Maine Medical Malpractice News

Medical Malpractice Newsletter, Hovermale

Medical malpractice cases in Maine are extraordinarily difficult for many reasons:

  • The enormous cost involved in working the case up, proceeding through the prelitigation panel system, and then on towards trial put a tremendous amount of time, effort and money strain on a busy practitioner. The out of pocket costs to try a case to a panel can be as much as $35,000-$40,000. Through trial can top $100,000.
  • The medicine has to be learned even when simply investigating the case. This obviously takes time and effort that a busy practitioner many times doesn’t have.
  • The adjusters for the major carriers are top-notch. The defense lawyers are top-notch. All these factors have turned medical malpractice into a true subspecialty over the last 10-15 years.

The material in this newsletter is designed to help you recognize the potentially viable medical malpractice case and point out some of the pitfalls of the system. A word of caution however: each case is different—on its facts, the medicine, the personalities, and the law. While this newsletter may give you a rough guide in certain areas, you may want to pick up the phone and call to discuss the case in more detail.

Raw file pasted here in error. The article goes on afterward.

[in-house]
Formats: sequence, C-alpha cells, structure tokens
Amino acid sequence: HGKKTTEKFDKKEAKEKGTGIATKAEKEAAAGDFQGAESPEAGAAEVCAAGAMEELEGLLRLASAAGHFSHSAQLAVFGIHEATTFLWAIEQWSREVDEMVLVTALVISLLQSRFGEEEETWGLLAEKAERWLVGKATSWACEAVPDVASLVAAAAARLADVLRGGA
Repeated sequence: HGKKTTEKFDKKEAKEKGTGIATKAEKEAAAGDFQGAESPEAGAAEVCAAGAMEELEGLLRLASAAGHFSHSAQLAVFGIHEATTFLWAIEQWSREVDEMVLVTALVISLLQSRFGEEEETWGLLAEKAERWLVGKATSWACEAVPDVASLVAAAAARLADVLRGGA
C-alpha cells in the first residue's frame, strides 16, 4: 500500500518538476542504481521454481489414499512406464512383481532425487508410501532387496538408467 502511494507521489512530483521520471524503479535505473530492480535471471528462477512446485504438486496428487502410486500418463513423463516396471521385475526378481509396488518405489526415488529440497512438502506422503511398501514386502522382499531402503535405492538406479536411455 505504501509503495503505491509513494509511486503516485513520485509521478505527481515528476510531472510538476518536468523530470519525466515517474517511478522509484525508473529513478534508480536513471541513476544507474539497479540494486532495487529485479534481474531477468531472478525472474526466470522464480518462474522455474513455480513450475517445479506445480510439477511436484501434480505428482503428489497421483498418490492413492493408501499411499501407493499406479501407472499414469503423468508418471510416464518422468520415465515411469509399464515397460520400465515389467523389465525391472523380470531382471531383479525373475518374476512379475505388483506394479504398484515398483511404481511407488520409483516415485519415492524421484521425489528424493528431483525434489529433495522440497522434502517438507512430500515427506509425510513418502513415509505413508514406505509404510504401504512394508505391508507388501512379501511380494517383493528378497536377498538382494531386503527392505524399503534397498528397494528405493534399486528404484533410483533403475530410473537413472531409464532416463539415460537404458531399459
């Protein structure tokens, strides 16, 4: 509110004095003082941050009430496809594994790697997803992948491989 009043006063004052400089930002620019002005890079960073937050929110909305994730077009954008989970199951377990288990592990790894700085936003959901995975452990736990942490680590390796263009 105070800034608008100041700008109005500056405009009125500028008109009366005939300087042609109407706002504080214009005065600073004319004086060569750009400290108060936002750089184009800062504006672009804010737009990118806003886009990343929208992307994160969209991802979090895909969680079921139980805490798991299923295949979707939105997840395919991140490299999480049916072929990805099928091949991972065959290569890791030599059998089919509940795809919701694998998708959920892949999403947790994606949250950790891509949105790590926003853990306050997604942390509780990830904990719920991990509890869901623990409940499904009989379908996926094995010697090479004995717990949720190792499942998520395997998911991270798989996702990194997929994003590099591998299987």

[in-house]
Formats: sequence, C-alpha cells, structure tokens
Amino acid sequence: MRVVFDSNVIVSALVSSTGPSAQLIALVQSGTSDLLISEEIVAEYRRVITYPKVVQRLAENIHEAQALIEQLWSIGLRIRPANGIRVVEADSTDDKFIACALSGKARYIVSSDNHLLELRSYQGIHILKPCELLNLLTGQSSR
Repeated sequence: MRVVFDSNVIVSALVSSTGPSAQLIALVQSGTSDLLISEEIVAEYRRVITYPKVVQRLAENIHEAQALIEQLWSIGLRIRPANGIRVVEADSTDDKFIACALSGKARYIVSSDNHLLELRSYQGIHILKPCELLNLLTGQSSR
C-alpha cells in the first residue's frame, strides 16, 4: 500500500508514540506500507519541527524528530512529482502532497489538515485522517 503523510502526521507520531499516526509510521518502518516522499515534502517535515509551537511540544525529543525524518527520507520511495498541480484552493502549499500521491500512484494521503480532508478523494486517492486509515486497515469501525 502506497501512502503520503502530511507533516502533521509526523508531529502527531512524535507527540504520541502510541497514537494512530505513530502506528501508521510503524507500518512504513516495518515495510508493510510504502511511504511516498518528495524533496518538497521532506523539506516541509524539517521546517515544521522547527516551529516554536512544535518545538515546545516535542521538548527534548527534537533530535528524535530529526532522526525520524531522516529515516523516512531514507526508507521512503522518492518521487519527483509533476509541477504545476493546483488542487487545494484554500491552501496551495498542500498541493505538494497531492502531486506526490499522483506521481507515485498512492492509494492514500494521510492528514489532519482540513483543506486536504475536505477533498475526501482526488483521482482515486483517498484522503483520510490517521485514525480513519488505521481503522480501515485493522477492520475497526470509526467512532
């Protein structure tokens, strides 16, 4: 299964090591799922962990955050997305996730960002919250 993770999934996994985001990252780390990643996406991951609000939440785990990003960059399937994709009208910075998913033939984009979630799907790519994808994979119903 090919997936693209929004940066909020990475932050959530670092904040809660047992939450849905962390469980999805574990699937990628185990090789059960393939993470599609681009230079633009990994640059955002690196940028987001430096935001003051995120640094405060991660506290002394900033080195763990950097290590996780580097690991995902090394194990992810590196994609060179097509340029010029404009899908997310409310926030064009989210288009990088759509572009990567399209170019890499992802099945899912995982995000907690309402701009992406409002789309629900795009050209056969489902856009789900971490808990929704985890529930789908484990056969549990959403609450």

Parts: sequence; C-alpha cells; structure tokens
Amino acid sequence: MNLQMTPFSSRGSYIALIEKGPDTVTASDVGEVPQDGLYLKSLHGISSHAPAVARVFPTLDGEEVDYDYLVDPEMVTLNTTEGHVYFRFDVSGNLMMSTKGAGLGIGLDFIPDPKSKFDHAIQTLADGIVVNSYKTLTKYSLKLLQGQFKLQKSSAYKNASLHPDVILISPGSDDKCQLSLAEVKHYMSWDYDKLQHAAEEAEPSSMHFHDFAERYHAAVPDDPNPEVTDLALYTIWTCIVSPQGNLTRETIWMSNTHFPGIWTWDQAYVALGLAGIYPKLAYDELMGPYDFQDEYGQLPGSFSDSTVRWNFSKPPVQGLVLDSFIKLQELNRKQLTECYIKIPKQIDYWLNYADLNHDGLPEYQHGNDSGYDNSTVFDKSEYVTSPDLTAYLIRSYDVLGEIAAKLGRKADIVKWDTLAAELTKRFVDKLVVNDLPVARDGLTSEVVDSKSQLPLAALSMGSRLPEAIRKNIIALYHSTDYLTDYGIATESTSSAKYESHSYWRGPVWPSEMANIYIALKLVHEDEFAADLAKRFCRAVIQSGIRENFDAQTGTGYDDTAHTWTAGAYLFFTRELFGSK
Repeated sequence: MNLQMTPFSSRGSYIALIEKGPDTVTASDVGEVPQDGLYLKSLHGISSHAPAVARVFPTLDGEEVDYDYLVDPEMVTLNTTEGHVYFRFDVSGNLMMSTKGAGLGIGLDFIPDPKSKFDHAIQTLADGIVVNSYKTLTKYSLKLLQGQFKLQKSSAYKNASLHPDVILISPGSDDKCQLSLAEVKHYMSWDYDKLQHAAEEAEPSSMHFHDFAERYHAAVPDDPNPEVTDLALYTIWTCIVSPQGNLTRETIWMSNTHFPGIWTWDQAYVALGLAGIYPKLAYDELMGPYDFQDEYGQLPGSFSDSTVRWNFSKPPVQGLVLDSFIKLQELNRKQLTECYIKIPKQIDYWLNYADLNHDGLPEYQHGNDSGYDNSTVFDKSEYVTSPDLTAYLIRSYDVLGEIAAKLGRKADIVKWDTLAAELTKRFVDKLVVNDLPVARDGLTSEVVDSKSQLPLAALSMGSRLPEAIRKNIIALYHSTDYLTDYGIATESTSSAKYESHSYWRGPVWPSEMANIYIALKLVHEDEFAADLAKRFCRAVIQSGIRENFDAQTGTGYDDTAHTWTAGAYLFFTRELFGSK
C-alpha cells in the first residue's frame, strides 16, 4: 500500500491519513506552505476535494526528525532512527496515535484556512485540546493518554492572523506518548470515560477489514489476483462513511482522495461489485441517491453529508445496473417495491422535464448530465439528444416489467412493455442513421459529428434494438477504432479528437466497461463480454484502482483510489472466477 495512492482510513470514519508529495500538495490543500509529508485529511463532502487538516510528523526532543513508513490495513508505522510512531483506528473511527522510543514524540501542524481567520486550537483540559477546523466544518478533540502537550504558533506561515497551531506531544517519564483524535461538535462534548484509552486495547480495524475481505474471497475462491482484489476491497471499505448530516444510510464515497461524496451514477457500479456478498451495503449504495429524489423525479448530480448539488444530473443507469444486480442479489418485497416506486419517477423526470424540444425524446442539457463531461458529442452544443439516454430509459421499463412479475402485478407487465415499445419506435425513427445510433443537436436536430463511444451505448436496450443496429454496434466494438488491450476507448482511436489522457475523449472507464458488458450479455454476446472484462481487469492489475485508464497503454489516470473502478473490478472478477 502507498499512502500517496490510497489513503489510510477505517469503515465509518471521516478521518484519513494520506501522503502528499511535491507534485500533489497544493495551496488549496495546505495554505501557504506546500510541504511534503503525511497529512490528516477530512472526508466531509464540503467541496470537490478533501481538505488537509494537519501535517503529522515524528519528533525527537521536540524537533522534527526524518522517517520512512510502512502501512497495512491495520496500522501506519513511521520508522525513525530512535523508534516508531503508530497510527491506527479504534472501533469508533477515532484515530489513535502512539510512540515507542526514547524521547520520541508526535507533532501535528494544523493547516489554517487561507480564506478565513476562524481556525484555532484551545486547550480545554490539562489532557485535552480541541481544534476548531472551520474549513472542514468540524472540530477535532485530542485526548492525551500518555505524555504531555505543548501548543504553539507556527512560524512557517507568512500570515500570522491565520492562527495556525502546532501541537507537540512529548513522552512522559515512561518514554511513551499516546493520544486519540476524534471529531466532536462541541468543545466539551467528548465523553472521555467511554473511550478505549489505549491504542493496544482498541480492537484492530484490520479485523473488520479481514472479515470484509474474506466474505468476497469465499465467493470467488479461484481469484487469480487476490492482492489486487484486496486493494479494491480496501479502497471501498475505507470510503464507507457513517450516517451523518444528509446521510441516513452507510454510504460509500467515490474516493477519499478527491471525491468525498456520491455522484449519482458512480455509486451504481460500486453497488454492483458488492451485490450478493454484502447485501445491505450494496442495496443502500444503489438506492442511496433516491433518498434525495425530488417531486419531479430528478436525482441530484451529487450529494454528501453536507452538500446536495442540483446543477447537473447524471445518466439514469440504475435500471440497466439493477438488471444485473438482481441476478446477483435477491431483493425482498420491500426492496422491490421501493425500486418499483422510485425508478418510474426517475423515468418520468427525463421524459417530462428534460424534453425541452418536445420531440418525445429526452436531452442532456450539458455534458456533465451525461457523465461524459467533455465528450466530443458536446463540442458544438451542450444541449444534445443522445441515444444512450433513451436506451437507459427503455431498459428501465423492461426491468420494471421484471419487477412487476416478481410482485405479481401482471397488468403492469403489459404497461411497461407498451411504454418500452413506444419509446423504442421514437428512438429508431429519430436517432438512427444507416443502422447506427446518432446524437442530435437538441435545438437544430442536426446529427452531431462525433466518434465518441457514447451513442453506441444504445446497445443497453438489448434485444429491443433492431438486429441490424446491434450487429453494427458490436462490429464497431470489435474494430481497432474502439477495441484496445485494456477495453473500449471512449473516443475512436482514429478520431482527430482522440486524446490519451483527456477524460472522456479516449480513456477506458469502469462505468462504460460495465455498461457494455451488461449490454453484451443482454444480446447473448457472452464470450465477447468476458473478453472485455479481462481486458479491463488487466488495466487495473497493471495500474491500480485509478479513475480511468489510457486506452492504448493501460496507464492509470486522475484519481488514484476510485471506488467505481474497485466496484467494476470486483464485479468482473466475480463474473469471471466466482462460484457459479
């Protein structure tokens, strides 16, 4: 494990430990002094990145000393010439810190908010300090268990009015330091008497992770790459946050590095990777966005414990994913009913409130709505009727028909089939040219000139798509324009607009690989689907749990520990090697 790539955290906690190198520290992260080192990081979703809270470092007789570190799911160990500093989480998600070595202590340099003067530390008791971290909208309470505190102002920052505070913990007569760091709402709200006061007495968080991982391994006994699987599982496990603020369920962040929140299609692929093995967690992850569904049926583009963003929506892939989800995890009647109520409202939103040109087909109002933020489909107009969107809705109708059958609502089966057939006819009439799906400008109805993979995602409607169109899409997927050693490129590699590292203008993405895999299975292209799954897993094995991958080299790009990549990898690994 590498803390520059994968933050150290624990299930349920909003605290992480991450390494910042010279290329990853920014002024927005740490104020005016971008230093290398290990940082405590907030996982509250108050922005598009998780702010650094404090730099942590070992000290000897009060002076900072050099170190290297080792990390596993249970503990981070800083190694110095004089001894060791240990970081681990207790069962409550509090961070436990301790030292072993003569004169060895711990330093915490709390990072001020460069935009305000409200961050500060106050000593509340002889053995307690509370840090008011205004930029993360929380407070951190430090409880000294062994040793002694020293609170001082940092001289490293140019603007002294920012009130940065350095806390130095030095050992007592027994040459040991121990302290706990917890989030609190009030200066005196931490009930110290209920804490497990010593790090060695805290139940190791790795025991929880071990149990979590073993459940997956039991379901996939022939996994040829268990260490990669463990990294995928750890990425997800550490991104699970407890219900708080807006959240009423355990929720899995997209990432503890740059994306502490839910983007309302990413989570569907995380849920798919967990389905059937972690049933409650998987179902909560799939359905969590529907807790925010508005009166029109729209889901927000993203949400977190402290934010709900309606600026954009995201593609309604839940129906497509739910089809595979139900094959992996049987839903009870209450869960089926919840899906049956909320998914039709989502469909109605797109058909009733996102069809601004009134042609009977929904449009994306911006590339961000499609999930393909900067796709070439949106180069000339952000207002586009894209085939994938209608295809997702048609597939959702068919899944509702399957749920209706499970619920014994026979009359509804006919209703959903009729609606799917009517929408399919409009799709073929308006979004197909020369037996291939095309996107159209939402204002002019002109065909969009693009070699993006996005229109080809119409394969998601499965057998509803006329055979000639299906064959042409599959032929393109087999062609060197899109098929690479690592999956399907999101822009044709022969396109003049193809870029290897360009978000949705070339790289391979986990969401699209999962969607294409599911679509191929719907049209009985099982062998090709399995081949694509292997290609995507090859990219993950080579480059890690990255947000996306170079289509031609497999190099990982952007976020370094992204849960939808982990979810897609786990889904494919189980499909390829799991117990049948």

Maine Medical Malpractice News is a quarterly newsletter published to help members of the Maine bar identify viable medical malpractice cases in the context of the expensive, time-consuming and complicated medical malpractice system in Maine.

Current Issues

Eighteenth Edition
Spring 2010

HOSPITAL AQUIRED INFECTIONSA large percentage of the calls we receive are from people who have suffered a hospital-acquired infection. Often these infections develop into very serious problems for the patient involving extended hospital stays, re-operations, home health care, IV...

Seventeenth Edition
Summer 2009

THE ANATOMY OF A SERIOUS INJURY CASE For the busy practitioner in today’s constantly changing legal climate, getting a call from a prospective client with a seriously disabling or catastrophic injury can be a double edged sword.  On one side, there is the exciting...

Sixteenth Edition
Winter 2009

LIENS Picture this: You’ve worked five years on a case; taken twenty or thirty depositions; dealt with multiple liability and damage experts; researched the medicine and the applicable law; briefed yourself on potential evidentiary issues; defended a Motion for Summary...

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